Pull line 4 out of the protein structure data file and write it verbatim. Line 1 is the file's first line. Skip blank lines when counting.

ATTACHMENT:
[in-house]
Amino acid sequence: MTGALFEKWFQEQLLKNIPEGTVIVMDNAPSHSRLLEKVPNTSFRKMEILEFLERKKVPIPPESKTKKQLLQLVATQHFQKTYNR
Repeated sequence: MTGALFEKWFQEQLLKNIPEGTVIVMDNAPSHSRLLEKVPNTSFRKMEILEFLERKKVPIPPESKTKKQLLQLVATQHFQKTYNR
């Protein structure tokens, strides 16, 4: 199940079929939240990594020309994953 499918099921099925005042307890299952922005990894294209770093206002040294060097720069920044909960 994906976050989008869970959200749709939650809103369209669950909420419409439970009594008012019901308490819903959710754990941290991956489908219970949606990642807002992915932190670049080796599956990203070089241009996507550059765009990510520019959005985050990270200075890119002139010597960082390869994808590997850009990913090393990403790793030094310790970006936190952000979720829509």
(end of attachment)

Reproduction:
């Protein structure tokens, strides 16, 4: 199940079929939240990594020309994953 499918099921099925005042307890299952922005990894294209770093206002040294060097720069920044909960 994906976050989008869970959200749709939650809103369209669950909420419409439970009594008012019901308490819903959710754990941290991956489908219970949606990642807002992915932190670049080796599956990203070089241009996507550059765009990510520019959005985050990270200075890119002139010597960082390869994808590997850009990913090393990403790793030094310790970006936190952000979720829509």